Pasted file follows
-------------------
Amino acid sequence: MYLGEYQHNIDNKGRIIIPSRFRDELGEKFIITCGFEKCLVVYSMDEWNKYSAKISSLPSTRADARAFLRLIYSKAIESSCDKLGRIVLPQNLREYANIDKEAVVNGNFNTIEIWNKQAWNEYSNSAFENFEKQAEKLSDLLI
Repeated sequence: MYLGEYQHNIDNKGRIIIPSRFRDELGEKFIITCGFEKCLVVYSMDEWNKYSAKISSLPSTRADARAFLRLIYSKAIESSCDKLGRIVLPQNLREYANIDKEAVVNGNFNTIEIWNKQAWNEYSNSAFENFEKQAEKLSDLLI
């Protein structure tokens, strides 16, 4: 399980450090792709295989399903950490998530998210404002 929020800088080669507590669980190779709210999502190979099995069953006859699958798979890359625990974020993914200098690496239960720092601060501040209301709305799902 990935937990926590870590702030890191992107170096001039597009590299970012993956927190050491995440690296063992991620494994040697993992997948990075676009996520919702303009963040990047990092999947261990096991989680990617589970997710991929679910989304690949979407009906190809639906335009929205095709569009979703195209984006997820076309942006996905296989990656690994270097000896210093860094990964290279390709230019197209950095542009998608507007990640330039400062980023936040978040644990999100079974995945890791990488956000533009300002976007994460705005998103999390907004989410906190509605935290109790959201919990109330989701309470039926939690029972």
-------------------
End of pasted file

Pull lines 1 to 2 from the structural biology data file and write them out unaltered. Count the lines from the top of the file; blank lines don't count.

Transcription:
Amino acid sequence: MYLGEYQHNIDNKGRIIIPSRFRDELGEKFIITCGFEKCLVVYSMDEWNKYSAKISSLPSTRADARAFLRLIYSKAIESSCDKLGRIVLPQNLREYANIDKEAVVNGNFNTIEIWNKQAWNEYSNSAFENFEKQAEKLSDLLI
Repeated sequence: MYLGEYQHNIDNKGRIIIPSRFRDELGEKFIITCGFEKCLVVYSMDEWNKYSAKISSLPSTRADARAFLRLIYSKAIESSCDKLGRIVLPQNLREYANIDKEAVVNGNFNTIEIWNKQAWNEYSNSAFENFEKQAEKLSDLLI